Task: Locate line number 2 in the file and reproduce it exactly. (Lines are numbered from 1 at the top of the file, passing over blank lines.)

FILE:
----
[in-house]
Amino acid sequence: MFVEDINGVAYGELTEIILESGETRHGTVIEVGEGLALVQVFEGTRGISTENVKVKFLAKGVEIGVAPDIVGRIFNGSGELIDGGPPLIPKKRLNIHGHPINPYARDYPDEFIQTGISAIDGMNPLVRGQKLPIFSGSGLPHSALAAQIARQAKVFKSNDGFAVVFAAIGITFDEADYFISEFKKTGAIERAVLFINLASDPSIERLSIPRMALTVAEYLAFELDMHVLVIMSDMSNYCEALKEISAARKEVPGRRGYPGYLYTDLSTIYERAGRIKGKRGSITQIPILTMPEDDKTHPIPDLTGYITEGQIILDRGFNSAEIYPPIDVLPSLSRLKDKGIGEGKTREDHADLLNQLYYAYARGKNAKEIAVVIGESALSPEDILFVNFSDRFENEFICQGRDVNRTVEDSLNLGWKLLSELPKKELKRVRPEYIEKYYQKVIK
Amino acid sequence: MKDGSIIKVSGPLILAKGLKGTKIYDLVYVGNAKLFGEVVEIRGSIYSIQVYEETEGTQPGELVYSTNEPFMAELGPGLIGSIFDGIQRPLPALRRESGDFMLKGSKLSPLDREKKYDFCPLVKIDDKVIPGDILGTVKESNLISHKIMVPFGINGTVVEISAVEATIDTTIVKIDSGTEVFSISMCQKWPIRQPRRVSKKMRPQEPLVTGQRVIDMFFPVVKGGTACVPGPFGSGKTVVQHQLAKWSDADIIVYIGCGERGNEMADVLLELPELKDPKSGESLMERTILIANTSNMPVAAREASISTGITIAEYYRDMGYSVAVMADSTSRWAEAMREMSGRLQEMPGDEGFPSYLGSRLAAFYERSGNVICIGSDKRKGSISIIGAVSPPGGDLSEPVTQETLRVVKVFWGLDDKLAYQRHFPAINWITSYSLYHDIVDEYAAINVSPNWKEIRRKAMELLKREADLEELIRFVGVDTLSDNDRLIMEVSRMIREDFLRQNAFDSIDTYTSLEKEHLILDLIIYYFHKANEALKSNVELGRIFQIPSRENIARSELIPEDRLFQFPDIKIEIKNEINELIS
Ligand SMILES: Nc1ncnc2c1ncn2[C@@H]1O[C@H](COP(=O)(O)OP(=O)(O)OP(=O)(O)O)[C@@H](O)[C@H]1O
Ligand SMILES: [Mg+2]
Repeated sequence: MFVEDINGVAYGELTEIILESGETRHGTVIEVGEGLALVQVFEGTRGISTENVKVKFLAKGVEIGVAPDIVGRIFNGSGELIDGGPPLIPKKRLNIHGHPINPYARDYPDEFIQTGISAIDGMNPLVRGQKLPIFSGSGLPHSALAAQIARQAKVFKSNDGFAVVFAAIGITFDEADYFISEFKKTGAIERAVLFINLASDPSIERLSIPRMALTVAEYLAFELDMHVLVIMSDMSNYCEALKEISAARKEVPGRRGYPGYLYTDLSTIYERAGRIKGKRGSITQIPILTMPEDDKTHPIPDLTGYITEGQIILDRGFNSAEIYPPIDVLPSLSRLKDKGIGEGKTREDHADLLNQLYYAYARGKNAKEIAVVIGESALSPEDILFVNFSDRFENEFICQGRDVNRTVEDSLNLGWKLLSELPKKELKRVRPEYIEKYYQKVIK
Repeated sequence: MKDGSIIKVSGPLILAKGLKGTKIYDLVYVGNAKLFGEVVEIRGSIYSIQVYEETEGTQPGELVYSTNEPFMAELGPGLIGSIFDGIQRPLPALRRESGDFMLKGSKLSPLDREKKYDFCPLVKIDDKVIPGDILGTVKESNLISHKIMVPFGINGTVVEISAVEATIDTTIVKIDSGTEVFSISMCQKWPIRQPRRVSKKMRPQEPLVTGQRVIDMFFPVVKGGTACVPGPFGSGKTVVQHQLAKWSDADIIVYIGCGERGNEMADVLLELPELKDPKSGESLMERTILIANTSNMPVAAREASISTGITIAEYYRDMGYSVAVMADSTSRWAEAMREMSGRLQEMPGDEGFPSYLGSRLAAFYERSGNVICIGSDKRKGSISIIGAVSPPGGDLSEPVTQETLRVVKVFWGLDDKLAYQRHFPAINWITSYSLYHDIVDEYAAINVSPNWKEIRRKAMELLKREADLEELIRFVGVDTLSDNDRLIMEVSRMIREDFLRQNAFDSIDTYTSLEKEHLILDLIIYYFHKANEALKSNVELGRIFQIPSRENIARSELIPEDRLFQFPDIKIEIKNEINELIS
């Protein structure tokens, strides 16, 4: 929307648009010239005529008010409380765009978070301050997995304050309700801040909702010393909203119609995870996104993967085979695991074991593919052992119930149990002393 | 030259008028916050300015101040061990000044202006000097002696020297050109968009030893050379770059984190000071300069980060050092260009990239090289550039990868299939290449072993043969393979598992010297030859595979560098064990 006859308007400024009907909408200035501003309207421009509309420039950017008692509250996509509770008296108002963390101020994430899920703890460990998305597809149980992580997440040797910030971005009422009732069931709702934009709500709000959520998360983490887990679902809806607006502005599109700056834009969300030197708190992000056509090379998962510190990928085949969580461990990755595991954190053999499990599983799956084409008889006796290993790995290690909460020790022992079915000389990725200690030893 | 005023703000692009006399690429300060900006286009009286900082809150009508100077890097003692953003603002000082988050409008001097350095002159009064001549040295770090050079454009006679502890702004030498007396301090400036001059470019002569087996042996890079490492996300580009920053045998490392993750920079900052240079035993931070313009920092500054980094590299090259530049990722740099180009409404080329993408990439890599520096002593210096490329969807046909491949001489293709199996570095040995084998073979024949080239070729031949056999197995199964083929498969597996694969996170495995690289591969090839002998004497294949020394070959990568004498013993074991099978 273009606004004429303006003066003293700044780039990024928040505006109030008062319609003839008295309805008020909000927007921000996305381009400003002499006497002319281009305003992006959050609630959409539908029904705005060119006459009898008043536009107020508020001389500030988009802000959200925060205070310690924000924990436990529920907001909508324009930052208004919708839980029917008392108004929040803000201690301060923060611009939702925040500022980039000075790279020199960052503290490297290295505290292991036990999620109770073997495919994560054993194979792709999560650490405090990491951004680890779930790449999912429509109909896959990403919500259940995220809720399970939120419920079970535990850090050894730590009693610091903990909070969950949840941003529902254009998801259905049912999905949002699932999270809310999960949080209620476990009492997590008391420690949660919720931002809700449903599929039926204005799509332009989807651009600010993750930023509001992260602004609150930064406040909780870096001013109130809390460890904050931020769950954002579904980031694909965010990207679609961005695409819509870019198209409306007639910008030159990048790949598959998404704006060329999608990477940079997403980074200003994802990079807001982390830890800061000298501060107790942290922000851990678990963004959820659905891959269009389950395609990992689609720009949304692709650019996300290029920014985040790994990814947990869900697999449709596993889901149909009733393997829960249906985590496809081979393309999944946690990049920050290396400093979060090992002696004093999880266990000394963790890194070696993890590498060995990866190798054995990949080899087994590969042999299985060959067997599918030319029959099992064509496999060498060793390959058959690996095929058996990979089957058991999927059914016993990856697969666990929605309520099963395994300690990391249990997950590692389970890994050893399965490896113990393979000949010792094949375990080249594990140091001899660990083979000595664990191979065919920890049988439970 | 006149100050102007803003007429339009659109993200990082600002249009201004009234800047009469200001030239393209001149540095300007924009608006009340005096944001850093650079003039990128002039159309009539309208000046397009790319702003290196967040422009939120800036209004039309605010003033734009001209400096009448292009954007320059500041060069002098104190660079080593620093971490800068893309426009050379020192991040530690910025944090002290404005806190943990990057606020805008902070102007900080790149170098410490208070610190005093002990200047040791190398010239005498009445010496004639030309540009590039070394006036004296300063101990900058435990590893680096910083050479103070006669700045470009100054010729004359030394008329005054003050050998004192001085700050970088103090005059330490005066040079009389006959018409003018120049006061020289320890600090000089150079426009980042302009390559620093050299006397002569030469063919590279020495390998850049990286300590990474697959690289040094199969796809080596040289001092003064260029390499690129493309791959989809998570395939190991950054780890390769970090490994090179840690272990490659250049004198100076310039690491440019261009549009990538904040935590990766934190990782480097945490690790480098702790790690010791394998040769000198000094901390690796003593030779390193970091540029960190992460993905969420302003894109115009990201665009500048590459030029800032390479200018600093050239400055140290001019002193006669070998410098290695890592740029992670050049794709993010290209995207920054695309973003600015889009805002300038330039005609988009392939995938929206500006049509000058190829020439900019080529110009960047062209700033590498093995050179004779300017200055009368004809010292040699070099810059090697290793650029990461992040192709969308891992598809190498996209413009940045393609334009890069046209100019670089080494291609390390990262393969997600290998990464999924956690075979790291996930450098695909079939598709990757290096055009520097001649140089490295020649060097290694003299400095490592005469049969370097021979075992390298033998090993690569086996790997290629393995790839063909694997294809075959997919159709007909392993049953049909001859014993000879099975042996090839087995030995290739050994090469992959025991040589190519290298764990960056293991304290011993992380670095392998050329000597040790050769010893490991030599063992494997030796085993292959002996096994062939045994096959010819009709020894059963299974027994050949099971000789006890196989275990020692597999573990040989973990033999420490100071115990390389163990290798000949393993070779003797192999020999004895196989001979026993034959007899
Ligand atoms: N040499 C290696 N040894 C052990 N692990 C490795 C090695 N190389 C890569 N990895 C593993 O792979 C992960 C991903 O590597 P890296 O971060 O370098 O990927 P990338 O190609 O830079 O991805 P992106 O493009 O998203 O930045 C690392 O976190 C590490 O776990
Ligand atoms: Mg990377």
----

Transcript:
Amino acid sequence: MFVEDINGVAYGELTEIILESGETRHGTVIEVGEGLALVQVFEGTRGISTENVKVKFLAKGVEIGVAPDIVGRIFNGSGELIDGGPPLIPKKRLNIHGHPINPYARDYPDEFIQTGISAIDGMNPLVRGQKLPIFSGSGLPHSALAAQIARQAKVFKSNDGFAVVFAAIGITFDEADYFISEFKKTGAIERAVLFINLASDPSIERLSIPRMALTVAEYLAFELDMHVLVIMSDMSNYCEALKEISAARKEVPGRRGYPGYLYTDLSTIYERAGRIKGKRGSITQIPILTMPEDDKTHPIPDLTGYITEGQIILDRGFNSAEIYPPIDVLPSLSRLKDKGIGEGKTREDHADLLNQLYYAYARGKNAKEIAVVIGESALSPEDILFVNFSDRFENEFICQGRDVNRTVEDSLNLGWKLLSELPKKELKRVRPEYIEKYYQKVIK